2019 CHARITY LIVESTOCK AUCTION EVENTS RAISE OVER £23,000 IN SUPPORT OF FARMER MENTAL HEALTH
Two charity livestock auctions of donated calves and sheep – supported by Volac and held in Ireland in March and in the UK this autumn – have now raised more than £23,000 for local charities promoting and supporting farmer wellbeing.
In Ireland, the money raised in the spring has gone to Teac Tom – the Thomas Hayes Trust, while in the UK all proceeds from the day held at Halls Livestock Auction Centre in Shrewsbury in September, plus subsequent additional contributions, have been donated to the Farming Community Network (FCN), Cheshire Agricultural Chaplaincy and the DPJ Foundation.
“The primary aim of the two auction events was to create more awareness around mental health and wellbeing amongst farmers in both countries. It’s good to talk and it’s vitally important that farmers have someone to reach out to confidentially, which is why we have been delighted to have been able to support local charities operating in this field in both Ireland and the UK,” said organiser and dairy farmer Peter Hynes from the Rearing to Go mental health awareness campaign.
Courtesy of the Betty Lawes Foundation1 (set up by the wife of the founder of Volac, Dick Lawes), the money raised during the recent Shrewsbury auction has been boosted by a further £3,000 donation. Volac is a strong supporter of the Rearing to Go campaign and the importance of tackling mental health issues amongst the farming community. Each charity received £1,000.
According to Samantha Sampson from Volac, it is vital that members of the agri-supply industry understand the stress that farmers are often under so that they can be supportive.
“The Rearing to Go mental health campaign has seen a strong uptake from the farming community in both Ireland and now in the UK. We are delighted to support this initiative and urge any farmer struggling to cope with day-to-day life pressures or loneliness to talk to someone. Sometimes, seeing a representative on farm from the agricultural supply trade may be the only time a farmer interacts with another human being all day. We need to be aware of this fact,” she said.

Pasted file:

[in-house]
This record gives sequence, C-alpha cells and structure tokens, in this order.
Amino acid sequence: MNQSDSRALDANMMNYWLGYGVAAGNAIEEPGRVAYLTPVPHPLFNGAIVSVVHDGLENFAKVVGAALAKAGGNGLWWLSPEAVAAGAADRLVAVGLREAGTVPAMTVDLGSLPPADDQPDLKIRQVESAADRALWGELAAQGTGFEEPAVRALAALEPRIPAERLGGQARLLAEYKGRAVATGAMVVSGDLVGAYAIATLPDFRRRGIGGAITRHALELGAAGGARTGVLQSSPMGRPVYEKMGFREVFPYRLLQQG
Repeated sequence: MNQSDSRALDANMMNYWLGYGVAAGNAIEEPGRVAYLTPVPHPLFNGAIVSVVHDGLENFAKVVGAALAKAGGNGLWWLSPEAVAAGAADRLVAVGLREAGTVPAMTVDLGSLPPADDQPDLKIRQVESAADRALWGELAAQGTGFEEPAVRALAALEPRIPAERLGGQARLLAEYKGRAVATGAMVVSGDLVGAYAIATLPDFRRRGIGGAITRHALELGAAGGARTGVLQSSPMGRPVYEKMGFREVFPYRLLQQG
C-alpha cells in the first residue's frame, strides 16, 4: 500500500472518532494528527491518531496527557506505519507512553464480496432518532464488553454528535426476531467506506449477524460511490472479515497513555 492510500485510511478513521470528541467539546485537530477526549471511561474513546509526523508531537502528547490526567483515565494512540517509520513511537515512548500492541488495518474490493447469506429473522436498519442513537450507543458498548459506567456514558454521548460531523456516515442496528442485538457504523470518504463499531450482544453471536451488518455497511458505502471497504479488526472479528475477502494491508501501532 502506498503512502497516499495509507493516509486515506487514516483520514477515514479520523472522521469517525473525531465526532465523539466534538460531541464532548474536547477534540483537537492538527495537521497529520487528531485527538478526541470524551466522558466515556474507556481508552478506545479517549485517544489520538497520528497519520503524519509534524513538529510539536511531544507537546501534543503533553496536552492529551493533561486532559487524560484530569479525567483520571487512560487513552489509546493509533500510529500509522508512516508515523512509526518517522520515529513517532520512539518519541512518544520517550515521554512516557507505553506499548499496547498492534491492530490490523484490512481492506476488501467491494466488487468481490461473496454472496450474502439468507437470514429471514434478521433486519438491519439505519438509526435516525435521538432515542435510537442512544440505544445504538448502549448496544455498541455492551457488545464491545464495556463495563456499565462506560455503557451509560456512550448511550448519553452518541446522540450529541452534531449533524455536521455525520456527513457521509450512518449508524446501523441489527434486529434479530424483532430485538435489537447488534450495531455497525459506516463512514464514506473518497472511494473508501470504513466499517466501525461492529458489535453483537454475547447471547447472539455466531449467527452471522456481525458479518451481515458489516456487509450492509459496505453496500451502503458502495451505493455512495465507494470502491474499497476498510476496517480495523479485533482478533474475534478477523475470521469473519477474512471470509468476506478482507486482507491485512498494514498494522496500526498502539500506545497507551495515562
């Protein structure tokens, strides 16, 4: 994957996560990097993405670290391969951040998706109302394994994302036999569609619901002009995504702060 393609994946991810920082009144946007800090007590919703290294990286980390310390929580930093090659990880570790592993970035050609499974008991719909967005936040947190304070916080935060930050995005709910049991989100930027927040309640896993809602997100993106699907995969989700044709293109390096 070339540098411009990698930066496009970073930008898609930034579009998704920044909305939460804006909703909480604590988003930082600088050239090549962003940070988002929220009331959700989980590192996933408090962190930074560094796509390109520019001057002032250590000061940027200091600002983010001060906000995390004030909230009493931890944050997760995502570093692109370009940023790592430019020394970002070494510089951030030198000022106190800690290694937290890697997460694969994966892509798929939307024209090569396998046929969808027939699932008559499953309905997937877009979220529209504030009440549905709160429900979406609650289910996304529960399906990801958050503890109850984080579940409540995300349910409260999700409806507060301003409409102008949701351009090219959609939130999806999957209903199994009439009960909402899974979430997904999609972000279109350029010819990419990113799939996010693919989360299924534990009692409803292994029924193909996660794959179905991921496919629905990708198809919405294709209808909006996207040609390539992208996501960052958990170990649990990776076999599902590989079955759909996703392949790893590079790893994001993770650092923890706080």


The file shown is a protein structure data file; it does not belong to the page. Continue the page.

“Cases of farmer suicide have increased in recent years and charities like these are trying to remove the stigma traditionally associated with mental illness and provide support to farmers who may need help.”
According to Glyn Evans, deputy CEO and wellbeing lead with the Farming Community Network in the UK, farming is not just a business, it’s a way of life.
“It is a fantastic industry to work in but there are times when farming can be risky and volatile. Farmers are regularly forced to deal with issues on the farm that are beyond their control, be that BREXIT, animal disease outbreaks, fluctuating market prices and/or changing weather. Farming can also be an isolating and lonely job, with farmers often spending long hours out in the field with little or no form of social interaction. It can be tough and during difficult times knowing who to turn to can be a challenge – but this is where organisations such as FCN, Cheshire Agricultural Chaplaincy and the DPJ Foundation can help.”
Anyone from the farming community in the UK who is struggling with a mental health issue is urged to call the FCN national helpline on 03000 111 999 or e-mail: firstname.lastname@example.org
The FCN helpline is open from 7am until 11pm every day of the year.